No. 161, the surface layers of the Cape May Peninsula AVA and Outer 
Coastal Plain AVA are composed of sand, gravel, clay-based silt, and 
peat. Additionally, both the Outer Coastal Plain AVA and the Cape May 
Peninsula AVA have low elevations, soils with low amounts of fine silt, 
and longer growing seasons than the region of the State that is outside 
the Outer Coastal Plain AVA. However, due to its smaller size, the Cape 
May Peninsula AVA generally has less variability in soil types and 
climate than the larger AVA. The climate of the Cape May Peninsula AVA 
also benefits from being located in closer proximity to the Atlantic 
Ocean and the Delaware Bay than the remainder of the Outer Coastal 
Plain AVA. Specifically, the Cape May Peninsula AVA generally has 
higher growing degree day totals, a smaller range of frost-free days,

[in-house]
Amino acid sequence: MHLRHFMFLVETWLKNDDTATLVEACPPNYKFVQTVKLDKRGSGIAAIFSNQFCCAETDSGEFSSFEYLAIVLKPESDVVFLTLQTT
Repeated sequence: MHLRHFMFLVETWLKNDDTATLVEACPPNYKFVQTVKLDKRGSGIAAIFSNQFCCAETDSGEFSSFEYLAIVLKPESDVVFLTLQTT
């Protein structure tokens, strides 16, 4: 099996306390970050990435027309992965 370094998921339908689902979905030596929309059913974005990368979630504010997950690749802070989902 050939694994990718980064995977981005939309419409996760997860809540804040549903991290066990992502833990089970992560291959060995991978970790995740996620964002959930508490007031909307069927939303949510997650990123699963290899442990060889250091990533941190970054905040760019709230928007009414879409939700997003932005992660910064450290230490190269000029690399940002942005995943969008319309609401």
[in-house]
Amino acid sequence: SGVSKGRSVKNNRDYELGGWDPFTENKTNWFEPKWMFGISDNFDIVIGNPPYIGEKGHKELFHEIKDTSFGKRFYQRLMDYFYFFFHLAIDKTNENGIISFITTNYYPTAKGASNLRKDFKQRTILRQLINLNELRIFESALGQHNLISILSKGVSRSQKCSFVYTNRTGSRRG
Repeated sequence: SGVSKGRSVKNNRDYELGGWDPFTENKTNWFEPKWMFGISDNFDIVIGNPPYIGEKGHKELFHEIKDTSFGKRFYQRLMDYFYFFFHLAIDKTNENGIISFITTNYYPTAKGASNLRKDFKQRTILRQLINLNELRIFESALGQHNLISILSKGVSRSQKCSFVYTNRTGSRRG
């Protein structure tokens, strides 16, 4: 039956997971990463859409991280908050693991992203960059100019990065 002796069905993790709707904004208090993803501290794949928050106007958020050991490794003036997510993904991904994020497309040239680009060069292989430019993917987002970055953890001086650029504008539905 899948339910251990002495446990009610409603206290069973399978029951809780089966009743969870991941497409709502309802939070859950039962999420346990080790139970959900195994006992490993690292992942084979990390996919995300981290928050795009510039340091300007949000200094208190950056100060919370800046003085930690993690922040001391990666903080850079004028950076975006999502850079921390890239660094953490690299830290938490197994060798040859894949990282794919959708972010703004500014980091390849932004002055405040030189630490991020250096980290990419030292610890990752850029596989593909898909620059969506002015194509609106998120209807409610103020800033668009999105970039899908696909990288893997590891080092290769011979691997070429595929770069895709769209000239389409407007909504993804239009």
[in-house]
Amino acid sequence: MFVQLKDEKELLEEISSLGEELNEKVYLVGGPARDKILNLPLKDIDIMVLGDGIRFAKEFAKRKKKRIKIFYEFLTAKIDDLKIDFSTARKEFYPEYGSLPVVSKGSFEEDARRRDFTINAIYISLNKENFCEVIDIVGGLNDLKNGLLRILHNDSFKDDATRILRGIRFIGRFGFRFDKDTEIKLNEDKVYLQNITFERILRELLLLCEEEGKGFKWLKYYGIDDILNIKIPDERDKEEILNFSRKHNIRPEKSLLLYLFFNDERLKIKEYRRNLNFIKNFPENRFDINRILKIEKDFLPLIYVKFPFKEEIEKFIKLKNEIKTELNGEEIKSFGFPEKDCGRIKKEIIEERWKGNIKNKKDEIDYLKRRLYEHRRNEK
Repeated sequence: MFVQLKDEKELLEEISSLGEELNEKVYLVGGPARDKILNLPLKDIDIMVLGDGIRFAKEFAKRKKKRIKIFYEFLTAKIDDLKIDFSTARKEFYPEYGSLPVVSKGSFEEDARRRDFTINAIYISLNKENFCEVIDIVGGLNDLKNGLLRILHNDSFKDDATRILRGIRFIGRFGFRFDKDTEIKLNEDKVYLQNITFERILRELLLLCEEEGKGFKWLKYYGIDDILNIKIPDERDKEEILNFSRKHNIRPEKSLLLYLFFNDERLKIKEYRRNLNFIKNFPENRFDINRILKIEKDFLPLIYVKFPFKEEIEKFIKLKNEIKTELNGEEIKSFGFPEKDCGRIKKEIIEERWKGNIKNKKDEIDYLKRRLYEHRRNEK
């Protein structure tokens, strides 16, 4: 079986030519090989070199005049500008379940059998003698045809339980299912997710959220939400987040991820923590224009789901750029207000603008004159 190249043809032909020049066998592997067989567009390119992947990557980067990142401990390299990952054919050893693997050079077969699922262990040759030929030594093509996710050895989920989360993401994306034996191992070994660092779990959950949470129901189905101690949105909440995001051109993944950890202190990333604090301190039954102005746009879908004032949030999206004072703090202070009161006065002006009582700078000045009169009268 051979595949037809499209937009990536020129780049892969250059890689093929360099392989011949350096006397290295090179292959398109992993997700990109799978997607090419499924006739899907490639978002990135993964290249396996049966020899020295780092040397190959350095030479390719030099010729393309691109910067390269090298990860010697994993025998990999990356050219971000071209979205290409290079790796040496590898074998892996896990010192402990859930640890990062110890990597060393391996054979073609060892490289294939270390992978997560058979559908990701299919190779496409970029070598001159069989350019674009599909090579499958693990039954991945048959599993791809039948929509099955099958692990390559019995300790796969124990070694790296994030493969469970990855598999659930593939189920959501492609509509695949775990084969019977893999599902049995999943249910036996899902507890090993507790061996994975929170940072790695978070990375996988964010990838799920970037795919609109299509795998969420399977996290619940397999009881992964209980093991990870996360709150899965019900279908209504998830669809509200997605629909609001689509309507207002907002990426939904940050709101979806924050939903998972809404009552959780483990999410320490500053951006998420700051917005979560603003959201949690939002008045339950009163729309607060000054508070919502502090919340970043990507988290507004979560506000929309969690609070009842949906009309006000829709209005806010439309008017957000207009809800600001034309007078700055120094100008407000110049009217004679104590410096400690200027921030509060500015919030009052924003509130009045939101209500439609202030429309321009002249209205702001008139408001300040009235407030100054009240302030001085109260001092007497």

and extreme high and low temperatures that are higher than the extreme 
temperatures of the Outer Coastal Plain AVA. While the distinguishing 
features of the proposed AVA and the Outer Coastal Plain AVA differ 
somewhat due to the marine influence of the Atlantic Ocean and the 
Delaware Bay, the two AVAs are still similar enough that the Cape May 
Peninsula AVA should remain within the Outer Coastal Plain AVA.
    The establishment of the Cape May Peninsula AVA within the Outer 
Coastal Plain AVA is not an endorsement from TTB of the Cape May 
Peninsula AVA, nor is it an endorsement of the quality of the grapes or 
wine from the Cape May Peninsula AVA. TTB establishes AVAs within AVAs 
to show that the grape-growing conditions within larger AVAs can vary 
due to sometimes slight differences in temperature, precipitation, 
marine influence, soils, or other distinguishing features. The 
establishment of an AVA within a larger AVA allows vintners to better 
describe the origin of their wines and to allow consumers to better 
identify wines they may purchase.

Boundary Description

    See the narrative description of the boundary of the Cape May 
Peninsula AVA in the regulatory text published at the end of this final 
rule.

Maps

    The petitioner provided the required maps, and they are listed 
below in the regulatory text.

Impact on Current Wine Labels

    Part 4 of the TTB regulations prohibits any label reference on a